Following this her liver synthetic function deteriorated and she decompensated with recurrent episodes of hepatic encephalopathy and ascites. Her treatment was paused for 4 months. Throughout this period her serum AFP level remained below 13kU/L. On review in March 2014 her liver synthetic function had improved (Child Pugh class B7), and she restarted low dose sorafenib. CT imaging in March showed ongoing stable disease despite the 4 month treatment break. Following resumption of sorafenib, serial CT scans showed reduction in the size of the liver lesion, with no tumour enhancement seen on her repeat imaging in December 2014 (Fig. 2b). She maintains her excellent serological and radiological response to date, 24 months after first starting sorafenib. Her HCV viral load initially increased to 4000 IU/mL after starting sorafenib and remains elevated.

Conclusions

In patients with advanced HCC, sorafenib is the only systemic treatment that has been shown to increase overall survival [2, 3]. Sorafenib is an orally active, multikinase inhibitor that inhibits tumour angiogenesis and cell proliferation by blocking cell surface tyrosine kinases such as vascular endothelial growth factor receptor-2/3 (VEGFR-2/3) and platelet derived growth factor receptor beta, as well as downstream signalling pathways involving the serine/threonine kinases Raf-1 and B-Raf [13]. Its efficacy in treating HCC has been demonstrated in 2 randomised phase III trials [2, 3]. The SHARP trial, undertaken in patients with advanced HCC in Western countries, showed that patients with advanced hepatocellular carcinoma treated with sorafenib had a significant improvement in overall survival (10.7 months vs. 7.9 months, p < 0.001) and radiological time to progression (5.5 months vs. 2.8 months, p < 0.001) when compared to placebo [2]. The Asia-Pacific trial also showed that sorafenib significantly prolonged overall survival (6.5 months vs. 4.2 months, hazard ratio 0.68, p = 0.014) compared to placebo, in patients from the Asia-Pacific region [3]. In both trials a partial response was observed in only a small minority of patients (2 and 3% respectively) and no complete responses were seen.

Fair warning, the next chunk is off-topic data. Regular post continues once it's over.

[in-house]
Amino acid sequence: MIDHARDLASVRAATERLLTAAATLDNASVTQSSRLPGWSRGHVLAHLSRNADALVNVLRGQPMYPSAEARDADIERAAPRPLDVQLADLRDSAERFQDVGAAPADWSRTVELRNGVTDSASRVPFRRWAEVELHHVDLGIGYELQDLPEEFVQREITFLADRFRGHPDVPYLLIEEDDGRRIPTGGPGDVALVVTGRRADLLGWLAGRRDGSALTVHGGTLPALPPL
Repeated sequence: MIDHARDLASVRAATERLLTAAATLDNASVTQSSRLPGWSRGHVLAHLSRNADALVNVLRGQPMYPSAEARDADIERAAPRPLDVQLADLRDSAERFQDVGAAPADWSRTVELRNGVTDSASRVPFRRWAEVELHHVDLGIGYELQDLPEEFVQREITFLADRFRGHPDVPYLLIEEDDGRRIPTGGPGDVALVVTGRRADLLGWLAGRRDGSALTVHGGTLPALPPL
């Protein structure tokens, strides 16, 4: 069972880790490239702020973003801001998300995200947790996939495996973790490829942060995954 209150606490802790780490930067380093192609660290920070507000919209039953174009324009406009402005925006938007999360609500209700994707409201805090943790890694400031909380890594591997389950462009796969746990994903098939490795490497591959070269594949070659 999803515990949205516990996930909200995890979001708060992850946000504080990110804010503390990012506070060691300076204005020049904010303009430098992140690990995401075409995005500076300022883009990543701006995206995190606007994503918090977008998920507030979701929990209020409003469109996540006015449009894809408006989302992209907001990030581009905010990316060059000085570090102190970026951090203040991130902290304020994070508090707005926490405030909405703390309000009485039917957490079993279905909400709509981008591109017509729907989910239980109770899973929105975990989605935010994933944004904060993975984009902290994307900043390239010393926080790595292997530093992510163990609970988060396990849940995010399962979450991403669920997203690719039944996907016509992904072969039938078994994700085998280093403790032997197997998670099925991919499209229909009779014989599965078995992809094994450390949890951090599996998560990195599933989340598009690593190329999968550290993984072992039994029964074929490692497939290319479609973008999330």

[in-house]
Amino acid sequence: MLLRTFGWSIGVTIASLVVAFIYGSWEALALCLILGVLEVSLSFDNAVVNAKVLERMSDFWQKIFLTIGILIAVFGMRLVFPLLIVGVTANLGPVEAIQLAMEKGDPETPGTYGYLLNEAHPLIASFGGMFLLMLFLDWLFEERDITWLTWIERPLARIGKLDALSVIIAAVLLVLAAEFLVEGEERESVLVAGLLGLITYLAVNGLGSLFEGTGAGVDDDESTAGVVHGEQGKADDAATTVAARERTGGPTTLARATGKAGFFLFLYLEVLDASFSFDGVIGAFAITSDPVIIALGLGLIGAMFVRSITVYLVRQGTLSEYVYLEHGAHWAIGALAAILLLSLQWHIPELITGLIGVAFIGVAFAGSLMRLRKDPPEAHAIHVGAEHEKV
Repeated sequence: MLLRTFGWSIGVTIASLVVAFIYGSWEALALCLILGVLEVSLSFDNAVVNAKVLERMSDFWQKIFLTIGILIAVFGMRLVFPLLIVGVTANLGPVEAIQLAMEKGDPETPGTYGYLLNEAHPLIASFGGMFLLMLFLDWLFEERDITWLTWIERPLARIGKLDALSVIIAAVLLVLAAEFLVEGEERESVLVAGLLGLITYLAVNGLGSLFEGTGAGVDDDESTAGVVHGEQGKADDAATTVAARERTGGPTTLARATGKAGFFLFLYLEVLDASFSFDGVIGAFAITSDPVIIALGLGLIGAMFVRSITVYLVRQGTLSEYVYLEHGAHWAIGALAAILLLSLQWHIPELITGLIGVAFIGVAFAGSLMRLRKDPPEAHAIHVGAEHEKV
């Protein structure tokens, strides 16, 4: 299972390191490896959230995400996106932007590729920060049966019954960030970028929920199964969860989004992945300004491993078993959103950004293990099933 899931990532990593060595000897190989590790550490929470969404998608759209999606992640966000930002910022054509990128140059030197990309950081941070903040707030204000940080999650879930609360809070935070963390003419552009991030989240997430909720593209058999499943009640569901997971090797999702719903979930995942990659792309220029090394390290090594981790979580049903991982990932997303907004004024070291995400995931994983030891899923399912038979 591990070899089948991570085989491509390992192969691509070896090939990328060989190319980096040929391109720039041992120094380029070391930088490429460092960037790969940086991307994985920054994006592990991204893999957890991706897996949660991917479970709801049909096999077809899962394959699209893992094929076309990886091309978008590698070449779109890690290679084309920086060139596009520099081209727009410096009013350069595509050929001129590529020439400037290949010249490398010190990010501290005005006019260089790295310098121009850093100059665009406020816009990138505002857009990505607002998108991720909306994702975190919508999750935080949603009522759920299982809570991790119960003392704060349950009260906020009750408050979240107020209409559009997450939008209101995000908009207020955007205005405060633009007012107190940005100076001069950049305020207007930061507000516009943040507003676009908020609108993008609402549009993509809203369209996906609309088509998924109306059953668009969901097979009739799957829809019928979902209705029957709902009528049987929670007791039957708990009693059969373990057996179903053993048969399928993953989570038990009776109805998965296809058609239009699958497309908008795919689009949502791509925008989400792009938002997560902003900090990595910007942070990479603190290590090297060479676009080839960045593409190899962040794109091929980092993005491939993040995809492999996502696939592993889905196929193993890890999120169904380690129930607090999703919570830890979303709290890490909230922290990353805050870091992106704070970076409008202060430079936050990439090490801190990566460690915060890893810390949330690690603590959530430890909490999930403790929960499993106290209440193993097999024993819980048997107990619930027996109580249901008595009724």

A small number of cases of complete response to sorafenib treatment have now been reported worldwide [4, 5, 1417], however a prolonged response (>18 months) has only been reported in 2 cases, both of whom had HCV-related HCC [4, 5]. Both of our cases also had HCV-related HCC and demonstrated prolonged responses (20 and 24 months, respectively) to sorafenib treatment. The 2 cases presented here add to the accumulating evidence that patients with HCV-related HCC may attain superior survival benefit with sorafenib compared to patients who are negative for HCV. The second case is particularly noteworthy, because the prolonged response was achieved even with dose reductions and a treatment break (due to decompensation), and highlights that even with dose reductions, significant response to sorafenib can be achieved.